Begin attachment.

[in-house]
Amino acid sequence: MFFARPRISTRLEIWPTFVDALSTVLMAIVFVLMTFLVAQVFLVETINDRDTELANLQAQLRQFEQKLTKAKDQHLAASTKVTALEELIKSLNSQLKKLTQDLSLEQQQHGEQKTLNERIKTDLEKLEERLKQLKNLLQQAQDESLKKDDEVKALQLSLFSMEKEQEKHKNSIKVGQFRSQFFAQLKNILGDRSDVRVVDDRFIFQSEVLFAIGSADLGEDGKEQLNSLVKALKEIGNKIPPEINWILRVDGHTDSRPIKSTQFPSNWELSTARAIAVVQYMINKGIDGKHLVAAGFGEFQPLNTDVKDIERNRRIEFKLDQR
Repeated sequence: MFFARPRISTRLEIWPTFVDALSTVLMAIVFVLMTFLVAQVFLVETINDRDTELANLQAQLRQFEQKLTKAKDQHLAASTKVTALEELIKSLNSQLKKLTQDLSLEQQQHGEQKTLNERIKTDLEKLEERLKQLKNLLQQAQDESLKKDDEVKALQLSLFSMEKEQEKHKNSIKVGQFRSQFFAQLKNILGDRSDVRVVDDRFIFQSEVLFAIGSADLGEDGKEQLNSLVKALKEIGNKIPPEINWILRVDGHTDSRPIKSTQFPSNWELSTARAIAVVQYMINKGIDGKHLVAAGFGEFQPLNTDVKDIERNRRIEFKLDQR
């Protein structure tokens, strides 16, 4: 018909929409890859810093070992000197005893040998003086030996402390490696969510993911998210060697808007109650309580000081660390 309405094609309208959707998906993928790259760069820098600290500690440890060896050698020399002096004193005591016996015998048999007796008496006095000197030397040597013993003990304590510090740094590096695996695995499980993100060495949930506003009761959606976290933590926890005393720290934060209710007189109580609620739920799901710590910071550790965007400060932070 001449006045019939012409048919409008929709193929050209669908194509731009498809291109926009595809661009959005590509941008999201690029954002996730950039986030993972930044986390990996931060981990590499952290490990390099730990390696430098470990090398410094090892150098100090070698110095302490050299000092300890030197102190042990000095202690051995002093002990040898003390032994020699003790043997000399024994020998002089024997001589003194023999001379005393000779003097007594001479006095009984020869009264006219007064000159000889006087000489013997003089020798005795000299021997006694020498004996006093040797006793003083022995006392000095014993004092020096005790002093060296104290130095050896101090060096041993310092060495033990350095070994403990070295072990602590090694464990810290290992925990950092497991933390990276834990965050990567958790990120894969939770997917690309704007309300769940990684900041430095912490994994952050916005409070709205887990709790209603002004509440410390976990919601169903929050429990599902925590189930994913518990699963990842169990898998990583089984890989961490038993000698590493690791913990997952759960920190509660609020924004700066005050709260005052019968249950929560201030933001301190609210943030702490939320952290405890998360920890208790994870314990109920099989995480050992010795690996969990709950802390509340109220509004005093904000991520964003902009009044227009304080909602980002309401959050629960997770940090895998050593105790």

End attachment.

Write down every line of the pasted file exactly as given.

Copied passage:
[in-house]
Amino acid sequence: MFFARPRISTRLEIWPTFVDALSTVLMAIVFVLMTFLVAQVFLVETINDRDTELANLQAQLRQFEQKLTKAKDQHLAASTKVTALEELIKSLNSQLKKLTQDLSLEQQQHGEQKTLNERIKTDLEKLEERLKQLKNLLQQAQDESLKKDDEVKALQLSLFSMEKEQEKHKNSIKVGQFRSQFFAQLKNILGDRSDVRVVDDRFIFQSEVLFAIGSADLGEDGKEQLNSLVKALKEIGNKIPPEINWILRVDGHTDSRPIKSTQFPSNWELSTARAIAVVQYMINKGIDGKHLVAAGFGEFQPLNTDVKDIERNRRIEFKLDQR
Repeated sequence: MFFARPRISTRLEIWPTFVDALSTVLMAIVFVLMTFLVAQVFLVETINDRDTELANLQAQLRQFEQKLTKAKDQHLAASTKVTALEELIKSLNSQLKKLTQDLSLEQQQHGEQKTLNERIKTDLEKLEERLKQLKNLLQQAQDESLKKDDEVKALQLSLFSMEKEQEKHKNSIKVGQFRSQFFAQLKNILGDRSDVRVVDDRFIFQSEVLFAIGSADLGEDGKEQLNSLVKALKEIGNKIPPEINWILRVDGHTDSRPIKSTQFPSNWELSTARAIAVVQYMINKGIDGKHLVAAGFGEFQPLNTDVKDIERNRRIEFKLDQR
């Protein structure tokens, strides 16, 4: 018909929409890859810093070992000197005893040998003086030996402390490696969510993911998210060697808007109650309580000081660390 309405094609309208959707998906993928790259760069820098600290500690440890060896050698020399002096004193005591016996015998048999007796008496006095000197030397040597013993003990304590510090740094590096695996695995499980993100060495949930506003009761959606976290933590926890005393720290934060209710007189109580609620739920799901710590910071550790965007400060932070 001449006045019939012409048919409008929709193929050209669908194509731009498809291109926009595809661009959005590509941008999201690029954002996730950039986030993972930044986390990996931060981990590499952290490990390099730990390696430098470990090398410094090892150098100090070698110095302490050299000092300890030197102190042990000095202690051995002093002990040898003390032994020699003790043997000399024994020998002089024997001589003194023999001379005393000779003097007594001479006095009984020869009264006219007064000159000889006087000489013997003089020798005795000299021997006694020498004996006093040797006793003083022995006392000095014993004092020096005790002093060296104290130095050896101090060096041993310092060495033990350095070994403990070295072990602590090694464990810290290992925990950092497991933390990276834990965050990567958790990120894969939770997917690309704007309300769940990684900041430095912490994994952050916005409070709205887990709790209603002004509440410390976990919601169903929050429990599902925590189930994913518990699963990842169990898998990583089984890989961490038993000698590493690791913990997952759960920190509660609020924004700066005050709260005052019968249950929560201030933001301190609210943030702490939320952290405890998360920890208790994870314990109920099989995480050992010795690996969990709950802390509340109220509004005093904000991520964003902009009044227009304080909602980002309401959050629960997770940090895998050593105790």